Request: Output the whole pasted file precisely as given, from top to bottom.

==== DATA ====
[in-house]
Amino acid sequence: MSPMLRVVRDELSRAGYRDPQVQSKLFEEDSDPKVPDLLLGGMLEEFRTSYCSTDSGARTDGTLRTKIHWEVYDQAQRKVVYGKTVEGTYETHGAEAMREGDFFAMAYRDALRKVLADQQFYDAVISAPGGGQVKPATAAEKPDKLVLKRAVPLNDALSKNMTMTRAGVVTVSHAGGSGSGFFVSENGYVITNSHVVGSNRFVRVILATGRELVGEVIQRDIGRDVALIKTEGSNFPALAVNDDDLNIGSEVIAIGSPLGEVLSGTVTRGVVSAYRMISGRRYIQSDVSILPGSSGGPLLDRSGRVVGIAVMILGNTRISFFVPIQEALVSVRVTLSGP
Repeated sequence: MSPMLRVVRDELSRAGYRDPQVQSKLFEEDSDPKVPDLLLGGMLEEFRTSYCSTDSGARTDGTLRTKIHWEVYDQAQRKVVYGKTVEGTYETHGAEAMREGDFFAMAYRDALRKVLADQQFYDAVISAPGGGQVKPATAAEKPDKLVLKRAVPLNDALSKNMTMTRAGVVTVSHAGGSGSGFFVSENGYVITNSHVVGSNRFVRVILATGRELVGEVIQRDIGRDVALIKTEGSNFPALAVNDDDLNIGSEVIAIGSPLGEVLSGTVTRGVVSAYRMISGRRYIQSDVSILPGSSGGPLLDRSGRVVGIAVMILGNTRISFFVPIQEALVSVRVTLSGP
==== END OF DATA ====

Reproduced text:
[in-house]
Amino acid sequence: MSPMLRVVRDELSRAGYRDPQVQSKLFEEDSDPKVPDLLLGGMLEEFRTSYCSTDSGARTDGTLRTKIHWEVYDQAQRKVVYGKTVEGTYETHGAEAMREGDFFAMAYRDALRKVLADQQFYDAVISAPGGGQVKPATAAEKPDKLVLKRAVPLNDALSKNMTMTRAGVVTVSHAGGSGSGFFVSENGYVITNSHVVGSNRFVRVILATGRELVGEVIQRDIGRDVALIKTEGSNFPALAVNDDDLNIGSEVIAIGSPLGEVLSGTVTRGVVSAYRMISGRRYIQSDVSILPGSSGGPLLDRSGRVVGIAVMILGNTRISFFVPIQEALVSVRVTLSGP
Repeated sequence: MSPMLRVVRDELSRAGYRDPQVQSKLFEEDSDPKVPDLLLGGMLEEFRTSYCSTDSGARTDGTLRTKIHWEVYDQAQRKVVYGKTVEGTYETHGAEAMREGDFFAMAYRDALRKVLADQQFYDAVISAPGGGQVKPATAAEKPDKLVLKRAVPLNDALSKNMTMTRAGVVTVSHAGGSGSGFFVSENGYVITNSHVVGSNRFVRVILATGRELVGEVIQRDIGRDVALIKTEGSNFPALAVNDDDLNIGSEVIAIGSPLGEVLSGTVTRGVVSAYRMISGRRYIQSDVSILPGSSGGPLLDRSGRVVGIAVMILGNTRISFFVPIQEALVSVRVTLSGP